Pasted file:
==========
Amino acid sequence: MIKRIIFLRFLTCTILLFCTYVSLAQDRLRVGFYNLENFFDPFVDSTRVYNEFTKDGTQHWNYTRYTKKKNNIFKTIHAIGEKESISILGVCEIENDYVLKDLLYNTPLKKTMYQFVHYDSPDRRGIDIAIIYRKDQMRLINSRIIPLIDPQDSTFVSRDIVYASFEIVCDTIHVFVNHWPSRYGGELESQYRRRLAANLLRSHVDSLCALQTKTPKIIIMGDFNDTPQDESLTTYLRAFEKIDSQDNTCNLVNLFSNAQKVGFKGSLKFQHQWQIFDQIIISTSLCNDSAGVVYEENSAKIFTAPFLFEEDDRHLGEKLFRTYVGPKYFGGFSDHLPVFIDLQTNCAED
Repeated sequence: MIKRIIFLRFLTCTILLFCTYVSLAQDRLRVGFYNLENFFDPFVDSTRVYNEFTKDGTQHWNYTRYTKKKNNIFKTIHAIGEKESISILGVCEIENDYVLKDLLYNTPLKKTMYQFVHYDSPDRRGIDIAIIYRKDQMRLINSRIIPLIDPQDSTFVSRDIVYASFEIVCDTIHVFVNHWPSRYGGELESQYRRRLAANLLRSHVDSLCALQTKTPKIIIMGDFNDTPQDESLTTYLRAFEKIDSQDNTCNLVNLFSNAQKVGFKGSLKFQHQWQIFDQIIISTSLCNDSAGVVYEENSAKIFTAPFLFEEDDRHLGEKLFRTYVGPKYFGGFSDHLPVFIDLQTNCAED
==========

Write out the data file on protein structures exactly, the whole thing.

Amino acid sequence: MIKRIIFLRFLTCTILLFCTYVSLAQDRLRVGFYNLENFFDPFVDSTRVYNEFTKDGTQHWNYTRYTKKKNNIFKTIHAIGEKESISILGVCEIENDYVLKDLLYNTPLKKTMYQFVHYDSPDRRGIDIAIIYRKDQMRLINSRIIPLIDPQDSTFVSRDIVYASFEIVCDTIHVFVNHWPSRYGGELESQYRRRLAANLLRSHVDSLCALQTKTPKIIIMGDFNDTPQDESLTTYLRAFEKIDSQDNTCNLVNLFSNAQKVGFKGSLKFQHQWQIFDQIIISTSLCNDSAGVVYEENSAKIFTAPFLFEEDDRHLGEKLFRTYVGPKYFGGFSDHLPVFIDLQTNCAED
Repeated sequence: MIKRIIFLRFLTCTILLFCTYVSLAQDRLRVGFYNLENFFDPFVDSTRVYNEFTKDGTQHWNYTRYTKKKNNIFKTIHAIGEKESISILGVCEIENDYVLKDLLYNTPLKKTMYQFVHYDSPDRRGIDIAIIYRKDQMRLINSRIIPLIDPQDSTFVSRDIVYASFEIVCDTIHVFVNHWPSRYGGELESQYRRRLAANLLRSHVDSLCALQTKTPKIIIMGDFNDTPQDESLTTYLRAFEKIDSQDNTCNLVNLFSNAQKVGFKGSLKFQHQWQIFDQIIISTSLCNDSAGVVYEENSAKIFTAPFLFEEDDRHLGEKLFRTYVGPKYFGGFSDHLPVFIDLQTNCAED